The Superdome can accommodate up to 64 processors and runs HP's HP-UX flavour of the Unix operating system. HP will push the PA-RISC 8700+ chips farther down its Unix server line "in the near future", according to a spokeswoman.
The faster chips should help HP keep up with the likes of Sun Microsystems and IBM in the lucrative Unix server market. Both Sun and IBM have revamped their rival high-end systems in recent months, but HP claims the new chips in the Superdome stack up well, particularly when it comes to churning through Java-based applications.
Over the next few years, HP hopes to move away from the PA-RISC chips and adopt Intel's Itanium chip across most of its server line. HP co-developed Itanium with Intel, and the company believes Intel's widespread distribution channel will help make large, powerful servers less expensive for businesses. Sun and IBM, however, have said they plan to continue making their own chips for Unix servers.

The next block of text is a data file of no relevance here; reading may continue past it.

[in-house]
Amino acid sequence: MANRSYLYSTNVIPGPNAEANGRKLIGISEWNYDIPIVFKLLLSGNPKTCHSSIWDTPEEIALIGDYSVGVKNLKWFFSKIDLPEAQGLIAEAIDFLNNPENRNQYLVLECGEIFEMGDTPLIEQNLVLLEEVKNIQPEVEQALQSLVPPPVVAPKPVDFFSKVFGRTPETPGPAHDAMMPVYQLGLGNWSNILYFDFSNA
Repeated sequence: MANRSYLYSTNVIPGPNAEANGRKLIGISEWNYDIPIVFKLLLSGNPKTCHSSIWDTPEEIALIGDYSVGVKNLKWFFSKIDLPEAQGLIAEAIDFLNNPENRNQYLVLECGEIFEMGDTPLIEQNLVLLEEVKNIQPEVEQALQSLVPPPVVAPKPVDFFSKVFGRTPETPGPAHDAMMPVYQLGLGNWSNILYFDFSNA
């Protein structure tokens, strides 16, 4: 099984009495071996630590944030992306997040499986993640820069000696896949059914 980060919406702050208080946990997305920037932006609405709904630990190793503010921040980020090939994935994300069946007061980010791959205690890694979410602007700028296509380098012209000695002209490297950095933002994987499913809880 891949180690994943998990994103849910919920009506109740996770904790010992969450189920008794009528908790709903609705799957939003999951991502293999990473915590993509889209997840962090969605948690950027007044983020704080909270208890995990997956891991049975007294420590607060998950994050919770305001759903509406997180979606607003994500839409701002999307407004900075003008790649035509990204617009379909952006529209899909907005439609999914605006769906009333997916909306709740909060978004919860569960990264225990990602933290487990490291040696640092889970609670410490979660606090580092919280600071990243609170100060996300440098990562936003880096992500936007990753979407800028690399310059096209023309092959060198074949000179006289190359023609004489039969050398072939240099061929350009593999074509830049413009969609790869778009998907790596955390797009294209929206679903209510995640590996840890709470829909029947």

A 16 processor Superdome with 64Gbytes of memory starts at $400,000 (£265,850). A top-of-the-line 64 processor system with 256Gbytes of memory starts at $1m. Superdome servers do not have internal hard disks; they use external storage instead.